Despite the fact that I’ve owned a copy of Adobe Photoshop since the 1990’s, I’ve rarely made a big deal about it in my workshops and presentations. That’s because the cost of ownership presented a huge barrier to amateur photographers. Moreover, Lightroom has become quite powerful in its own right; many users simply find they didn’t need to leave the Lightroom editing environment.
If you’re using Lightroom via the Adobe Photography Plan (Creative Cloud subscription), then you’re getting the complete version of Adobe Photoshop right along with it. If you have access to this powerful tool, you ought to know how to use it (at least in terms of your photos).
There are so many tools in Photoshop that it’s easy to get lost and intimidated. However, there are a few things that Photoshop lets you do that you can’t do in Lightroom, and for certain photos, those tools can be tremendously useful. Read on to see my list of “go-to” tools.
Layers, Adjustment Layers, & Layer Masks
The biggest feature of Photoshop, in my opinion, is the ability to work in layers. You can combine different images, blend exposures of the same scene, and add effects non-destructively. Adjustment Layers let you add adjustment effects (curves, photo filters, saturation) without “baking” those effects into the actual pixels in your image. You can go back and change the settings of any tool applied in an adjustment layer at a later time, provided you save your image in PSD or layered TIFF format. Layers also allow you to partition your effects, including plug-in software like the Nik Collection. Layers allow me to create unique, artistic images by adding textures or creating composites.
Layer Masks allow you to non-destructively show or hide parts of any layer without permanently erasing the pixels in that layer. That’s how you can use brushes and other selection tools to make localized adjustments to a Photoshop file. One of the most advanced applications of layer masking is Luminosity Masks, which allow you to selectively target your adjustments and effects to specific tone ranges, like highlights, midtones, or shadows.
Cloning, Healing, and Content-Aware Tools
Lightroom offers a basic healing brush, which works quite well for removing dust spots and other small imperfections from your digital captures. However, it’s no match for the power of Photoshop’s built-in retouching tools, which leverage Content-Aware algorithms for serious retouching. The Spot Healing Brush, Healing Brush, and Patch Tools are all incredibly useful when you’re trying to remove large objects from your photos. The Content-Aware Fill tool also lets you quickly remove large and distracting objects from your photos. These tools are super-useful for removing birds, power lines, and background clutter from certain images.
Use Your Plug-ins as Smart Filters
If you follow this page, you know I’m a big fan of certain effects filters. When you use your plug-ins in Photoshop, not only can you apply those effects in separate layers (instead of creating a new TIFF file for each tool), but many plug-ins support Smart Filters when used on a Smart Object layer. Smart Object layers are totally non-destructive. When you apply a plug-in as a Smart Filter, you can go back into the plug-in and adjust all the sliders and other tools, like Control Points. You simply cannot do this using plug-in software as stand-alone editors from Lightroom.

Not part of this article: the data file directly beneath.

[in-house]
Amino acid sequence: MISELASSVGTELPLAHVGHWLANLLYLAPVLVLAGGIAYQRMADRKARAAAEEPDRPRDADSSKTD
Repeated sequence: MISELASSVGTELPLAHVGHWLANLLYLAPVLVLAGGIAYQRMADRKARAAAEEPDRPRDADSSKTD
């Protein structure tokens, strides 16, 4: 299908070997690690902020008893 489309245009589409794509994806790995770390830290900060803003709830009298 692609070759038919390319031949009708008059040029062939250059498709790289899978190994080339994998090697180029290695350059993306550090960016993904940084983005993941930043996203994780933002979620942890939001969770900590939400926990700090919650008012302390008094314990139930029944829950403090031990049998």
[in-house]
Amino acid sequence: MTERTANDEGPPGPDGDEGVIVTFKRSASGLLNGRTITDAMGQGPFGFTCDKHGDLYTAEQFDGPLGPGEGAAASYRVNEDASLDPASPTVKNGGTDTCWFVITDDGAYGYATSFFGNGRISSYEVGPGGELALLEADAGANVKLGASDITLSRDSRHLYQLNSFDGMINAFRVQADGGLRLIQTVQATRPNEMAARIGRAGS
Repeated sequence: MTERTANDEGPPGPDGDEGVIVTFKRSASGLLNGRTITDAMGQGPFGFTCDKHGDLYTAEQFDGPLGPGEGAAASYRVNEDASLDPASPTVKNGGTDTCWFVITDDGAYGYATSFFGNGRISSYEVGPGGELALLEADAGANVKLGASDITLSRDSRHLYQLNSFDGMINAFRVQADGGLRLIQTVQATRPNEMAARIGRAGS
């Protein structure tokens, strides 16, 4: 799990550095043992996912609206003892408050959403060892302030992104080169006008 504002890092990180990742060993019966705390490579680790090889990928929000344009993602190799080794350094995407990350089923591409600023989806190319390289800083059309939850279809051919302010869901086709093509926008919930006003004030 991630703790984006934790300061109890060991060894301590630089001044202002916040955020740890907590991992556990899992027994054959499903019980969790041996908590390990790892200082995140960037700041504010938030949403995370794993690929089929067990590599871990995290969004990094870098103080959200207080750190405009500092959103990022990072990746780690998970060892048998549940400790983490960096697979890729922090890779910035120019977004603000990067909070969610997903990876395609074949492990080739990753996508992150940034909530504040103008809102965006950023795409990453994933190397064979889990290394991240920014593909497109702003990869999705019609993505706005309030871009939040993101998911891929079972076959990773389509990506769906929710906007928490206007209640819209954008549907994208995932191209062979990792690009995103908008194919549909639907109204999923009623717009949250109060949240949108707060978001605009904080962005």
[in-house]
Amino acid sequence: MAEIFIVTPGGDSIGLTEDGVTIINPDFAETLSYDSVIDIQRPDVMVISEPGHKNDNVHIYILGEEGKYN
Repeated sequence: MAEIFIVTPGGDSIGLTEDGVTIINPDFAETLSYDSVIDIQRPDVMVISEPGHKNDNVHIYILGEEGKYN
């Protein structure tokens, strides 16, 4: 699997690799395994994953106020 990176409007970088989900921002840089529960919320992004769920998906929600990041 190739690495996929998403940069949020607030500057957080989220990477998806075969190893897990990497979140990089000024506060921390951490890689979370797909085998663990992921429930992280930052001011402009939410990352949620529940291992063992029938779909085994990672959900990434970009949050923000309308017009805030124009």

Adding Text to Images
Adobe Photoshop started life as a graphic design tool, and despite its popularity as a photo editor, it still remains one of the best graphics design tools available. Sometimes, you’ll want to add text or other graphics to your images, and while Lightroom will let you add watermarks (a feature I love), it won’t let you add editable text with effects as well as Photoshop can. In Photoshop, you can add text in a layer, add effects such as drop-shadow or glow, and even use masks to make your text blend into your images like you’d see on a magazine cover.
Did you know? Jason has published nine in-depth tutorials for Lightroom and Photoshop. Check them out here.
Photoshop has many sharpening tools, including old favorites such as Unsharp Mask, and new tools like Smart Sharpen. However, high-pass sharpening is one technique every Lightroom user should learn. The Detail panel in Lightroom is good, but it’s fairly restricted in how it operates. By adding a mild high-pass filter to your images, you can get good detail without accentuating noise in most photos. And the best part is that you can apply the effect selectively (via layer masks).
Some Tips on Workflow
If you plan on sending images to Photoshop from Lightroom, I advocate disabling all sharpness settings in the detail panel. Why? Because you don’t want to enhance any sharpening halos in Photoshop. Images sent to Photoshop are rendered as pixel images, and any adjustments you make in Lightroom will be permanently baked into the Photoshop file. The other reason not to sharpen up-front is that you can use Lightroom as a non-destructive finishing editor on your PSD/TIFF files! Once you save the image in Photoshop, it will return to Lightroom, where you can use the Detail panel to sharpen non-destructively as a finishing step. In fact, you can use ANY tool in the Lightroom Develop Module to “polish” a PSD or TIFF file non-destructively.
Online Training Dec 10th: Photoshop Techniques Every Lightroom User Needs to Know
11am-2pm US Mountain Time (1-4pm Eastern)
Online via GoToMeeting